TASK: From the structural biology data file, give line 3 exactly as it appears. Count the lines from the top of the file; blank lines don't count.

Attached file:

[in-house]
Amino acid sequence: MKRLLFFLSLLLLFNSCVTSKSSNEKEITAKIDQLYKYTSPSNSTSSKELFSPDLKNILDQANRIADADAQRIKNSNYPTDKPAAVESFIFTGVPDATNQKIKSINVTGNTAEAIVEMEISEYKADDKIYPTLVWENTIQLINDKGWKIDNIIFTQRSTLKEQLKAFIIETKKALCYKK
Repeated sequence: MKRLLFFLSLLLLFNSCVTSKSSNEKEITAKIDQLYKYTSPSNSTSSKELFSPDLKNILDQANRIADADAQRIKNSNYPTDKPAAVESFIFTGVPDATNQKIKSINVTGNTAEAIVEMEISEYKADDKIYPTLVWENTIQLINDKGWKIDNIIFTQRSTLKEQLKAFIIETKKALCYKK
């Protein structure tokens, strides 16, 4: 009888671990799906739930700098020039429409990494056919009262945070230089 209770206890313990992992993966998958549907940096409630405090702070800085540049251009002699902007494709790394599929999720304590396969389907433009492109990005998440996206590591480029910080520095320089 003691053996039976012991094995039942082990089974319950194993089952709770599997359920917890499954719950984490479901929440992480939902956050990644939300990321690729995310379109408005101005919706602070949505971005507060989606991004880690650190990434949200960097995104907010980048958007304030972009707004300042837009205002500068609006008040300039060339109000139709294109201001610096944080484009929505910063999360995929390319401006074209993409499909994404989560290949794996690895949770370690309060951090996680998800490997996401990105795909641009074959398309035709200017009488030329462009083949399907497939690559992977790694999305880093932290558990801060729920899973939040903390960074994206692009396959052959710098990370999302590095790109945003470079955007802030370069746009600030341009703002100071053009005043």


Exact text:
Repeated sequence: MKRLLFFLSLLLLFNSCVTSKSSNEKEITAKIDQLYKYTSPSNSTSSKELFSPDLKNILDQANRIADADAQRIKNSNYPTDKPAAVESFIFTGVPDATNQKIKSINVTGNTAEAIVEMEISEYKADDKIYPTLVWENTIQLINDKGWKIDNIIFTQRSTLKEQLKAFIIETKKALCYKK